At a time of more and more acute class struggle, in other words, direct action is indispensable, but so is the strategic context in which direct action takes place: the larger campaign of which direct action must be a part. And the individual action will only be as effective as the research and planning that goes into it. Yes, preventing a Board of Directors from meeting on the day of a vote to close a plant or lay off workers impedes the machinery of exploitation — but for how long? Blockading an ICE bus full of detainees headed for deportation impedes the machinery for exploitation, but as part of a larger campaign to compromise the economic viability of the airline that transports detainees each bus blockaded has an amplified relevance.
Incorporating Direct Action into Campaigns
In modern political parlance, the type of direct action used against Emanuel and Nielsen is called “bird dogging,” and the idea is to make participation in public life untenable for class enemies. In the case of Emanuel, “bird dogging” worked, but it was not protests alone, but a years-long effort to undercut the pillars of his political support, particularly in the communities upon which he relied to govern. Bird dogging and direct confrontation are profoundly powerful types of direct action, not only because they disrupt the parameters of political engagement on which the ruling class relies, but because they are radicalizing and empowering for those who engage in them. Like when workers march on the boss, the moment of confrontation changes in a material way the balance of power, if only temporarily. Tactics like bird dogging, picket lines, blockades, and boycotts are indispensable and necessary parts of struggle at times when struggle becomes more and more acute.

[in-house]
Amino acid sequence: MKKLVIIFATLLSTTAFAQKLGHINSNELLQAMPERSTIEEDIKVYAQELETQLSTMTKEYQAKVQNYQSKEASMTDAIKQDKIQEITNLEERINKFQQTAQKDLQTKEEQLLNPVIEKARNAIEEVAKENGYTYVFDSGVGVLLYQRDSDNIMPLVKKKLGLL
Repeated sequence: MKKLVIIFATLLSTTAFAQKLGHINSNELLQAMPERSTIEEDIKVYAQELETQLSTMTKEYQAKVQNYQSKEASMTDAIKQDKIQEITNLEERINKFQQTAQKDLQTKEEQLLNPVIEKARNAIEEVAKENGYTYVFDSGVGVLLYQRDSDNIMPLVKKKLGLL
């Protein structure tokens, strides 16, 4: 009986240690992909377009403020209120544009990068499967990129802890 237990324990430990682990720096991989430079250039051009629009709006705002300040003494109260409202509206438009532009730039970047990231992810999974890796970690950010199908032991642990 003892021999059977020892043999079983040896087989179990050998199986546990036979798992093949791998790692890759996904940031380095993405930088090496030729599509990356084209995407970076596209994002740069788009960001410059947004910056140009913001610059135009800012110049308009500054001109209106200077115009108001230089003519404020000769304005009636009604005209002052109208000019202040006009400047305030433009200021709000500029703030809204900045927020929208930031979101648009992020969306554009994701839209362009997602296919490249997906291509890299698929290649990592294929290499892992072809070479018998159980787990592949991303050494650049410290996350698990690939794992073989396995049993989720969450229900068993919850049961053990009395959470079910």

But they are tactics, not strategies.
DSA is now an organization of about 60,000 socialists; our goal is to make more and more socialists, not only adding to the membership but galvanizing membership into the role of organizers in their workplaces and neighborhoods. Chapters of the organization are tasked with developing or plugging into larger campaigns meant to move our coworkers and neighbors into class struggle, with the purpose of inverting the balance of power in the U.S. in favor of the working class. When planning and implementing these campaigns, that goal — inversion of power — means inverting the risk/reward calculation the people in power make when creating and implementing policy, whether that’s in a workplace or the halls of government.
Simply voting them out of office is not enough. That is losing a privilege — is that symmetrical with the workers who face a devastating loss of livelihood, or the activists who face imprisonment? If when in office you use that office to inflict material loss on thousands or millions of your fellow citizens, simply losing the power to do so and floating into some consulting or government affairs job is not enough. Bailing out Wall Street and then giving speeches on Wall Street for six figure paychecks when you’re thrown out of office is not symmetrical. The risk has to be higher: public discomfort, loss of the type of featherbedded enrichment opportunities, and loss of prestige should be a minimum.
Strategic research to identify the relationships that insulate the powerful from risk is therefore a critical tool. Strategic legislation to impede the operation of institutions and the transfer of wealth from the public to private hands is another. There is no organizational reason to draw a distinction between direct action and more “traditional” forms of political engagement — canvassing, propaganda, lobbying, electioneering, and voting are not tools we can afford to disengage from on some odd principle of what is sufficiently radical.
But we would be naive to believe that lobbying politicians and getting a bill passed will, alone, alter the balance of power. Government reflects the balance of social power in society, it does not by itself create that balance. To secure the gains we get at the ballot box and in legislatures, we need to identify the forces that oppose us and weaken them directly — through strategic use of direct action, through social confrontation, through organized labor action. We have to be able to inflict costs on those who wage class warfare against us. Because as long as the costs of engaging in struggle are asymmetrical, we will continue to lose.
But the pace of change is in our favor. With each passing day we are gaining the experience and knowledge we need to plan comprehensive campaigns that take up every tool we need to win. And we will win — because we have to.
Republished from Midwest Socialist